Oklahoma Roads/Non-Roads - US 69 - Picher ghost town

Picher ghost town (US 69)

Just shy of the Kansas border, US 69 goes through some strange territory. I had a plan mapped out, but thanks to street closures, I just started to wander all over the place. I'll just present what I saw in order and let you know anytime I'm sure of where I turned or ended up.

Picher was abandoned because lead and zinc mines tore away all of the ground beneath, making it unsafe for houses but apparently just fine for driving on paved roads. Fun stats: 34% of children had lead poisoning, 86% of buildings were seriously undermined (literally), and a tornado took out over 100 houses in 2008. I think I wasn't aware of why it was abandoned at the time, or I might not have ventured quite so deep into it. Speaking of lead and zinc, that's what you'll find in the giant sand piles seen here on the west side of US 69 - mine tailings with all sorts of interesting substances inside. Bon appetit!

I turned off US 69 NB at the first photo onto some side street - most of the signs are gone, possibly taken as souvenirs or else blown away by the tornado. Some buildings have already been demolished, leaving empty lots, while the water tower stands forlornly over the emptiness.

Back on US 69 again, looking at former buildings and closed roads on the west side. The First Baptist Church is rather less welcoming now than before.

Nothing creeps me out more than rows of identical, empty houses with "KEEP OUT" painted on them. I will obey.

Random closed streets and empty lots, on the west side of US 69 (tailings are in the background). I was there just after (or even during, for a bit) a storm.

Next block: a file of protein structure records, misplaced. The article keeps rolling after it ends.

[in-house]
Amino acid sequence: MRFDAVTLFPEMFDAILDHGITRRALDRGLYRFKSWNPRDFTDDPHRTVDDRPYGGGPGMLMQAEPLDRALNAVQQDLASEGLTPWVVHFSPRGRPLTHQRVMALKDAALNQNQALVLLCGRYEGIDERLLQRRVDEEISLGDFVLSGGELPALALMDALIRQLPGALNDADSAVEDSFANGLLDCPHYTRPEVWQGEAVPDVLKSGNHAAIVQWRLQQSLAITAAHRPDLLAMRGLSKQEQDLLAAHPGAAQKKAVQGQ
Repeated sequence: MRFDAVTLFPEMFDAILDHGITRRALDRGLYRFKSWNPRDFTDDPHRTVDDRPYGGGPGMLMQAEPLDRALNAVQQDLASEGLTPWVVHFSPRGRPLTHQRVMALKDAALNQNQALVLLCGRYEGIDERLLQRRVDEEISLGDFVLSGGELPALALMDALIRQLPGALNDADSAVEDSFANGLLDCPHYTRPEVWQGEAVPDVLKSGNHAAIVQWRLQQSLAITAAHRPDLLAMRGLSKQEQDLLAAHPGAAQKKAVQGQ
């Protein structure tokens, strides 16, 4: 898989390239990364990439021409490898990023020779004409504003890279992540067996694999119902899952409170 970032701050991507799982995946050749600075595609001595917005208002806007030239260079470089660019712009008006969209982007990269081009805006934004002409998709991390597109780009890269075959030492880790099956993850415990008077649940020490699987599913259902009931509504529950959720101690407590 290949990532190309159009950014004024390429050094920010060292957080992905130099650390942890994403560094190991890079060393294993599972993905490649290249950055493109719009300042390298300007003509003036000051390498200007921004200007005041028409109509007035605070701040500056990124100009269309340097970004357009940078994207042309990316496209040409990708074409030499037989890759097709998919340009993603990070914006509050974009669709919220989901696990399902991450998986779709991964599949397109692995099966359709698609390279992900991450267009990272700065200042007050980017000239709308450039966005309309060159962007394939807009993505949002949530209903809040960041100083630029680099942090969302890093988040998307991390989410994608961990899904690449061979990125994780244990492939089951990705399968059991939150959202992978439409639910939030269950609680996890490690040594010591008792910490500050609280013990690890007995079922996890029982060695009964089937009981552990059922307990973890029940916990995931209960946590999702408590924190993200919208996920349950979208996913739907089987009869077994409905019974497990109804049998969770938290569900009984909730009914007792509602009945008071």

I doubt there's any water, but that's okay because there's nothing to catch on fire.

Another view of tailings, and another church I can't imagine gets much attendance - but there are cars parked there, so this might be by one of the 2 or 3 residences that people resolutely refused to abandon (just like Centralia, another ghost town for a similar but different reason).

Aha! Street signs! Now I know where I am, but the school should make that obvious as well. Needless to say, Picher-Cardin is no longer a district. Students go to Quapaw or Commerce instead - and they probably all live there as well.

This building says "Cafe" on the side, and that's all I know. That, and it's right next to the school along Ottawa St. Whatever it is, it has an inviting swing set in the back, inviting if you're excited by nonzero chances of falling into a sinkhole and having no one hear your screams.

The Field of Broken Dreams. You built it, but they won't come. Wonder how long it would take to get towed if I parked in the bus parking?

More random exploration in the land of poison sandpiles, and it really bugs me that I thought they were just sandpiles. I could have gotten out and played in them! Given how close they were to a still-active town, maybe the kids actually did play in them! (Gee, that would explain the 34% lead poisoning rate.) I would think a church in this part of the country can be safely assumed to be Christian, or is it trying to compete with the other dead churches in town? Maybe this is where the Christian zombies congregate.

The tailing piles have gotten so large, they've started to form sandstone poisonleadstone cliffs. The railroad is somewhere within the mine property, where I'm not going.

Onto US 69

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